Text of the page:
"While the effects of early life exposure to LCSs on taste preferences, weight management, and chronic disease prevention have not been well-studied in humans, compelling findings in animal models highlight the need to examine their potential health effects in humans," concluded Dr. Sylvetsky. "Given that a significant proportion of children and adults in the US consume LCSs, these findings emphasize the need for prospective, long-term, well-controlled studies to determine the chronic health effects, especially in children."

Allison C. Sylvetsky, Yichen Jin, Elena J. Clark, Jean A. Welsh, Kristina I. Rother, Sameera A. Talegawkar.
Consumption of Low-Calorie Sweeteners among Children and Adults in the United States.
Journal of the Academy of Nutrition and Dietetics, January 2017, doi: 10.1016/j.jand.2016.11.004.

Most Popular Now

Boehringer Ingelheim builds Digital Lab "BI X…

With the founding of BI X as independent subsidiary Boehringer Ingelheim will focus on breakthrough innovative digital solutions in healthcare from idea to pilot. The sta...

Pfizer and Lilly receive FDA Fast Track designatio…

Pfizer Inc. (NYSE:PFE) and Eli Lilly and Company (NYSE:LLY) today announced that the U.S. Food and Drug Administration (FDA) has granted Fast Track designation for tanezu...

Bacteria used as factories to produce cancer drugs

Researchers at the Novo Nordisk Foundation Center for Biosustainability in Denmark have developed a method of producing P450 enzymes - used by plants to defend against pr...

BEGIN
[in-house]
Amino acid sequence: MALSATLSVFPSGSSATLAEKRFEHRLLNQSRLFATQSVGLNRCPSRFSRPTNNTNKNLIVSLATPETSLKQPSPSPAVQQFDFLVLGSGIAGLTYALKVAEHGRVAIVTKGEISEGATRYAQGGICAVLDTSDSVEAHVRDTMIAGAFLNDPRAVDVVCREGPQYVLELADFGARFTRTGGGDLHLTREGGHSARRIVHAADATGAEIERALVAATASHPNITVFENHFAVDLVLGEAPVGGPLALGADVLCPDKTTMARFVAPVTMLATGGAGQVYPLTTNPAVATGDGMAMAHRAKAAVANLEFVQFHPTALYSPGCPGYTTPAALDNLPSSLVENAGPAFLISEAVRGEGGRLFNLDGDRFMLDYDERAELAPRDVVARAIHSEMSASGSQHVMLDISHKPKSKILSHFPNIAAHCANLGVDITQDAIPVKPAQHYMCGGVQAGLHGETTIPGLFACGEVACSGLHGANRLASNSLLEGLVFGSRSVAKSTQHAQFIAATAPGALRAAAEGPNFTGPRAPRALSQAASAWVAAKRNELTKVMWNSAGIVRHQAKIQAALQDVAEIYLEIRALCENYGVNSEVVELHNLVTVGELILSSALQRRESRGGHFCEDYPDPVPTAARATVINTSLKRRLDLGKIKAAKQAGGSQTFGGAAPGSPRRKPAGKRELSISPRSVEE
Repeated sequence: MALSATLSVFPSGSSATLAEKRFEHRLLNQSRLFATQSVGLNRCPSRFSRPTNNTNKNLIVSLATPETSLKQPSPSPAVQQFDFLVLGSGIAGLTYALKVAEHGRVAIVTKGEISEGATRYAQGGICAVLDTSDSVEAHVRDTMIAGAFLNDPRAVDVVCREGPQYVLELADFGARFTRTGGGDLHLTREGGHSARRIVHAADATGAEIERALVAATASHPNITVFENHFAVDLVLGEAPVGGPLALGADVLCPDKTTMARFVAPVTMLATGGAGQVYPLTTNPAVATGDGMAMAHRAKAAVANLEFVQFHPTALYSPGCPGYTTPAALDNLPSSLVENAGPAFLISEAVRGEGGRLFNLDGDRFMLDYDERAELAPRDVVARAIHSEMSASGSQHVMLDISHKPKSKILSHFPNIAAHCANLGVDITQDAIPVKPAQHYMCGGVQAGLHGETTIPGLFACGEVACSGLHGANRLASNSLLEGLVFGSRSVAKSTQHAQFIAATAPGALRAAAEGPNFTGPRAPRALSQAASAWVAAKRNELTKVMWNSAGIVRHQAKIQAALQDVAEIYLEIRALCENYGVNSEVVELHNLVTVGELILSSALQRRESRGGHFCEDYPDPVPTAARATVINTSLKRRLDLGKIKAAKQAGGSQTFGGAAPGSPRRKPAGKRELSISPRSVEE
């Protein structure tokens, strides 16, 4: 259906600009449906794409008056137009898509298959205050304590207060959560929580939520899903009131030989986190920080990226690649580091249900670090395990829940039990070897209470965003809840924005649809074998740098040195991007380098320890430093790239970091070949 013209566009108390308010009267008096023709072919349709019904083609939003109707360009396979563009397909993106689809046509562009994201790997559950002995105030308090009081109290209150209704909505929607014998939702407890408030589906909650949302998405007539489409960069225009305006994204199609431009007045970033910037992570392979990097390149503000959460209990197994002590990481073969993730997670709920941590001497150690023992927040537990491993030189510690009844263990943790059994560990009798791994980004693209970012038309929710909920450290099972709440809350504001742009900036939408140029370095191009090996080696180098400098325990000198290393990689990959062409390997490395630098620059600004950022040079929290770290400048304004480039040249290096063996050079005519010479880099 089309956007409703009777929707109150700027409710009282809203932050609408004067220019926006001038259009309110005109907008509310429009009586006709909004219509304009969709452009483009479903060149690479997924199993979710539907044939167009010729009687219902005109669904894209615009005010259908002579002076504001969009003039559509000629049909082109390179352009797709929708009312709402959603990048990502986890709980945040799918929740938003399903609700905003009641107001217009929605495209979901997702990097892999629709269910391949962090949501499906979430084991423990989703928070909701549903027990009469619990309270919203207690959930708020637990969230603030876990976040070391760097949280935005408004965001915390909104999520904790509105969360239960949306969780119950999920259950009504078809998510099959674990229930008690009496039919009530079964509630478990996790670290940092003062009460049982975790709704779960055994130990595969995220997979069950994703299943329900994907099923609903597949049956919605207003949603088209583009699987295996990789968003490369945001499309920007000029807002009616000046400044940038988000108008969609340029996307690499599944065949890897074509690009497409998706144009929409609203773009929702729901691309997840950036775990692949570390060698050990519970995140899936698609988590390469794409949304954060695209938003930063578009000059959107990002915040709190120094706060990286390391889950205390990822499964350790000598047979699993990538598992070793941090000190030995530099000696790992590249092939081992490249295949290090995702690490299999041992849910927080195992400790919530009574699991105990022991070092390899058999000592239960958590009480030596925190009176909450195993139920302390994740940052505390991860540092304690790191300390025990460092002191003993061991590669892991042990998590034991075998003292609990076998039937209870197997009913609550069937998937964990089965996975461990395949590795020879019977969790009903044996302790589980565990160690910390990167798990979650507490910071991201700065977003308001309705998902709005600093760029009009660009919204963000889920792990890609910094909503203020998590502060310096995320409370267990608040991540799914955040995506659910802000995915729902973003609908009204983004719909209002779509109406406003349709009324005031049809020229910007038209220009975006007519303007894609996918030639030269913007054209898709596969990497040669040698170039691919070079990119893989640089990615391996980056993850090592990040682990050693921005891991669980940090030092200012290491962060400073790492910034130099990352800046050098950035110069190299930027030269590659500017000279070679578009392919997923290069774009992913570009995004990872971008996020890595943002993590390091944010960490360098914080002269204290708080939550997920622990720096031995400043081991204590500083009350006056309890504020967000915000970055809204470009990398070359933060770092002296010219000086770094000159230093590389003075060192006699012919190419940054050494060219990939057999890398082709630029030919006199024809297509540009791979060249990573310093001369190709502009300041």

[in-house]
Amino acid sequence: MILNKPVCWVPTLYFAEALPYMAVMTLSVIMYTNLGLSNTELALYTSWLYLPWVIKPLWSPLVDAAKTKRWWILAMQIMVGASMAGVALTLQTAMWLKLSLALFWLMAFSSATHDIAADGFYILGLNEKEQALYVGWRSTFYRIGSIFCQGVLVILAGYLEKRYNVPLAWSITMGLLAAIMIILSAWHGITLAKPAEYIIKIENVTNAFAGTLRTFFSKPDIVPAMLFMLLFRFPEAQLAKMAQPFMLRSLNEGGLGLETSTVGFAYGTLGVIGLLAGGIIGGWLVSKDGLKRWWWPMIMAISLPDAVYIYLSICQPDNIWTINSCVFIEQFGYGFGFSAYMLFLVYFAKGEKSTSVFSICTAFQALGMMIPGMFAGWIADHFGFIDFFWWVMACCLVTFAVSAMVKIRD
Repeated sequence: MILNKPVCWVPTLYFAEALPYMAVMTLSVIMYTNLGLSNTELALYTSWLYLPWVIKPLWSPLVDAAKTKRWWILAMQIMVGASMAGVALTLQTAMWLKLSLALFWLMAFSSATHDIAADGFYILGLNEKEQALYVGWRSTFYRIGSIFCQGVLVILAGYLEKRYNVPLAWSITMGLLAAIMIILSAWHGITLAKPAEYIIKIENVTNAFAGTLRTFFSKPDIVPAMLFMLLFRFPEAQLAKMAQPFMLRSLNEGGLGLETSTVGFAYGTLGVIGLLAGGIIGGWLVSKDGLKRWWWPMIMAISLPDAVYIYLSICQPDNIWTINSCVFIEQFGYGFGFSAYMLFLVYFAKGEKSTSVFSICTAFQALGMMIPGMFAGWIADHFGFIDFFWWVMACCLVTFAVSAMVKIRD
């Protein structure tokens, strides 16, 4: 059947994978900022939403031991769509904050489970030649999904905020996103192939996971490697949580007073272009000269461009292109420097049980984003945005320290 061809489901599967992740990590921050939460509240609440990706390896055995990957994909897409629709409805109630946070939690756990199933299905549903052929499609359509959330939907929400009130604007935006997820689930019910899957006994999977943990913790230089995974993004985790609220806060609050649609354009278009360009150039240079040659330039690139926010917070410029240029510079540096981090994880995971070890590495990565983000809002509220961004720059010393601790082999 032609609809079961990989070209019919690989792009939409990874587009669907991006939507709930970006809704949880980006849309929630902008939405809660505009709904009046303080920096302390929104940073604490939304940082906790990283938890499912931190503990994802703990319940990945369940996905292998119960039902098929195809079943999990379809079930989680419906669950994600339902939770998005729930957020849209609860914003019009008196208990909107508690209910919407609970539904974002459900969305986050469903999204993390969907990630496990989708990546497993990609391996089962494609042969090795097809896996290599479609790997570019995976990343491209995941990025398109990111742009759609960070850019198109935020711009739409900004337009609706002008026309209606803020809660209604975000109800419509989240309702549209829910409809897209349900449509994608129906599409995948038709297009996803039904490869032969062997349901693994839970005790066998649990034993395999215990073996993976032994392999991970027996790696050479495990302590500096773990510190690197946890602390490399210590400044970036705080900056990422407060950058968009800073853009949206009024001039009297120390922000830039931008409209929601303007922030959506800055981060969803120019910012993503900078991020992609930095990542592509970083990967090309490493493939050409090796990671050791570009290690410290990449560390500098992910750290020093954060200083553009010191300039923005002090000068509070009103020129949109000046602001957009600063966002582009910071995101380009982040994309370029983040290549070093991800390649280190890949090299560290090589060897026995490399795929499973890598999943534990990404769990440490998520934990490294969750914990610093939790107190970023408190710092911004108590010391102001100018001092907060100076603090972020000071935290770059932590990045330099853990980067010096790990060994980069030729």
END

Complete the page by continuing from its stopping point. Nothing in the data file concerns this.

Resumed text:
Novartis presents data demonstrating efficacy of A…

Novartis today announced that it will present 19 scientific abstracts at the 59th Annual Scientific Meeting of the American Headache Society (June 8-11, 2017, Boston, USA...

Bristol-Myers Squibb announces new collaboration t…

Bristol-Myers Squibb Company (NYSE:BMY) announced today it has entered into a clinical research collaboration with Novartis to investigate the safety, tolerability and ef...

Take a coffee or tea break to protect your liver

Chronic liver diseases rank as the 12th cause of death worldwide and many of these disorders are associated with unhealthy lifestyles. Conversely, a healthier lifestyle c...

Clinical trial shows experimental drug's ability t…

By adding an experimental drug to a standard chemotherapy regimen, a subset of patients with metastatic pancreatic cancer had a significantly longer period before the can...

Internet withdrawal increases heart rate and blood…

Scientists and clinicians from Swansea and Milan have found that some people who use the internet a lot experience significant physiological changes such as increased hea...

AstraZeneca enters agreement with Grünenthal to di…

AstraZeneca has entered an agreement with Grünenthal for the global rights to Zomig (zolmitriptan) outside Japan. Zomig is indicated for the acute treatment of migraines ...

Anyone can become more curious. Is that true?

Merck, a leading science and technology company, today announced the start of an experiment entitled "Anyone can become more curious". Driven by the company’s curiosity i...

Red onions pack a cancer-fighting punch, study rev…

The next time you walk down the produce aisle of your grocery store, you may want to reach for red onions if you are looking to fight off cancer. In the first study to ex...

Drug costs vary by more than 600% in study of 10 h…

In a study of 10 high-income countries with universal health care, costs for prescription drugs in 6 of the largest categories of primary care medicines varied by more th...

Pharmaceutical Companies

[ A | B | C | D | E | F | G | H | I | J | K | L | M | N | O | P | Q | R | S | T | U | V | W | X | Z ]